The proposed AUMF applies to “associated forces” in a way that is consistent with traditional, narrow meanings of term.The White House’s proposal authorizes force specifically against the Islamic State and associated forces, carefully defined. The draft reads, “the term ‘associated persons or forces’ means individuals and organizations fighting for, on behalf of, or alongside ISIL or any closely-related successor entity in hostilities against the United States or its coalition partners.” This is the traditional meaning of associated forces, which Jeh Johnson explained clearly during his tenure as General Counsel at the Department of Defense in the context of al-Qaeda’s associated forces under the 2001 AUMF: “(1) an organized, armed group that has entered the fight alongside al Qaeda, and (2) is a co-belligerent with al Qaeda in hostilities against the United States or its coalition partners. In other words, the group must not only be aligned with al Qaeda. It must have also entered the fight against the United States or its coalition partners. Thus, an ‘associated force’ is not any terrorist group in the world that merely embraces the al Qaeda ideology.” This clarity and precise application to the Islamic State and associated forces is important, particularly given past draft AUMFs in Congress have failed to give precise definitions of associated forces. For example, last year Rep. Frank Wolf (R-VA) offered an AUMF that would have authorized conflict across a very general and vague scope, including against those “associated with or supporting terrorist groups” of any kind, including those “groups that share a common violent extremist ideology.” [Jeh Johnson, 2/22/12. Frank Wolf, accessed 2/11/15]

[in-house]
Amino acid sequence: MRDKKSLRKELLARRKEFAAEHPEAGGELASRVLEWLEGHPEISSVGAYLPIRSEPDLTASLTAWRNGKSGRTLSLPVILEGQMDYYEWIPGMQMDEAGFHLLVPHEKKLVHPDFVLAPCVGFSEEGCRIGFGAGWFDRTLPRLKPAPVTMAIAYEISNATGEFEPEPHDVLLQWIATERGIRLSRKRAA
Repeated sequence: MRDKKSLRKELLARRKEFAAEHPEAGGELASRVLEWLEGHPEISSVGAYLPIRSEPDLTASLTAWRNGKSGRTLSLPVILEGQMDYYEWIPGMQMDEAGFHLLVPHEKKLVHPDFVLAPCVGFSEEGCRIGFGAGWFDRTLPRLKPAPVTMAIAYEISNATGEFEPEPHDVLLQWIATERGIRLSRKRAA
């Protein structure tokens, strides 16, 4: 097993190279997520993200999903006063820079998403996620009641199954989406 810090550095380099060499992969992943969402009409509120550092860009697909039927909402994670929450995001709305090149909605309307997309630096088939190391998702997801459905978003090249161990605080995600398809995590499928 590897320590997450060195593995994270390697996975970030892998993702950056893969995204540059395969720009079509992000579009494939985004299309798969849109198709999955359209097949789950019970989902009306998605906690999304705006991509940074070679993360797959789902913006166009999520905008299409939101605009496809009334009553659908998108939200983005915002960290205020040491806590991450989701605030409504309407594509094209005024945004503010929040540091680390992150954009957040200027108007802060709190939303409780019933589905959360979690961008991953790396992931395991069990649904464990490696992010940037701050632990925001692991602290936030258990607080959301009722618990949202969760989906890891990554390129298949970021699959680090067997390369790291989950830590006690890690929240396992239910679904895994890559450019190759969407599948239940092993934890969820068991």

The proposed AUMF would repeal the 2002 AUMF that George Bush used to invade Iraq. A group of legal scholars including Harold Koh of Yale Law School explain the significance of repealing the 2002 law: “An ISIL-specific AUMF would eliminate any continuing justification for keeping the 2002 Iraq AUMF on the books; and would clarify current U.S. objectives in Iraq, which are quite distinct from those described in the 2002 AUMF, a statute designed for an earlier and different armed conflict against a different enemy.” [Harold Koh, 11/14]
The proposed AUMF’s limitation on ground forces is worded in a way that may render it effectively meaningless. The White House’s AUMF states that it “does not authorize the use of the United States Armed Forces in enduring offensive ground combat operations.” However, as NSN Senior Advisor Maj. Gen. Paul Eaton (Ret.) explains, “The definition of ‘enduring offensive ground combat operations’ seems to be in the eye of the beholder. To my knowledge, the term ‘enduring’ has no significant doctrinal or operational meaning. Ultimately, the whole phrase is soft enough that it simply authorizes the Pentagon to conduct offensive ground combat operations without clear limitation.” Previous AUMF proposals included much more precise language regarding limitations on ground operations. For example, Sen. Robert Menendez’s (D-NJ) draft bill last year prohibited “the use of the United States Armed Forces for the purpose of ground combat operations” except for specific kinds of operations, such as “(i) intelligence collection and sharing; (ii) enabling kinetic strikes; (iii) operational planning; or (iv) other forms of advice and assistance to forces fighting ISIL in Iraq or Syria.” [Paul Eaton, 2/11/15. SFRC Draft, accessed 2/11/15]